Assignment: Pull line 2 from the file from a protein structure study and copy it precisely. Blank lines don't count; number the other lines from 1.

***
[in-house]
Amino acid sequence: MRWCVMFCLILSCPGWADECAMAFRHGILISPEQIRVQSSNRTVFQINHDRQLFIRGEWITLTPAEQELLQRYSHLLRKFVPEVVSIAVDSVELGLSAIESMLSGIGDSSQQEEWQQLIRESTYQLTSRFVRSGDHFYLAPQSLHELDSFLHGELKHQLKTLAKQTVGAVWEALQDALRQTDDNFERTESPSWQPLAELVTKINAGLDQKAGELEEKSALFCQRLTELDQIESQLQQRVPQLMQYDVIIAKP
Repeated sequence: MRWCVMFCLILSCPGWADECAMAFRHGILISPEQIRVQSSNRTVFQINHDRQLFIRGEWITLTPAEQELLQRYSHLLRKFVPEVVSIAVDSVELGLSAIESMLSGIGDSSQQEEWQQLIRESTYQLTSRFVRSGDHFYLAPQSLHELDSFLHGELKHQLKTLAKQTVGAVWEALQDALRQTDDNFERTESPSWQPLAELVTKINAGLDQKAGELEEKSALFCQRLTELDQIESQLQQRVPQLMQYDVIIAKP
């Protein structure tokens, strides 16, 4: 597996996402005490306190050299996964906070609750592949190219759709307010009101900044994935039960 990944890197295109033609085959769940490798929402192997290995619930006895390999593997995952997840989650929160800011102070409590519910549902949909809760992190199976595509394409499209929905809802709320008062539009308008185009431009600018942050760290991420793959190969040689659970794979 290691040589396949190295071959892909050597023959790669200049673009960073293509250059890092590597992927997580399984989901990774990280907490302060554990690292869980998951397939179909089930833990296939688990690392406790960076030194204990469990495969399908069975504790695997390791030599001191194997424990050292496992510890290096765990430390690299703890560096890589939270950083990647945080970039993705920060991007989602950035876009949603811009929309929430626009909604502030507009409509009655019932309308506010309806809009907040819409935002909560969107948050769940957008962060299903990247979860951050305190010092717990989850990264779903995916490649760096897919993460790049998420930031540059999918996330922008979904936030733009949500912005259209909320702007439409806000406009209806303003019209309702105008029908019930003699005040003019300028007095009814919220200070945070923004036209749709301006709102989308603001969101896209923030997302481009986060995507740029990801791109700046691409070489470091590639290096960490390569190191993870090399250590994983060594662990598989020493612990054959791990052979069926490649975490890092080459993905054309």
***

Amino acid sequence: MRWCVMFCLILSCPGWADECAMAFRHGILISPEQIRVQSSNRTVFQINHDRQLFIRGEWITLTPAEQELLQRYSHLLRKFVPEVVSIAVDSVELGLSAIESMLSGIGDSSQQEEWQQLIRESTYQLTSRFVRSGDHFYLAPQSLHELDSFLHGELKHQLKTLAKQTVGAVWEALQDALRQTDDNFERTESPSWQPLAELVTKINAGLDQKAGELEEKSALFCQRLTELDQIESQLQQRVPQLMQYDVIIAKP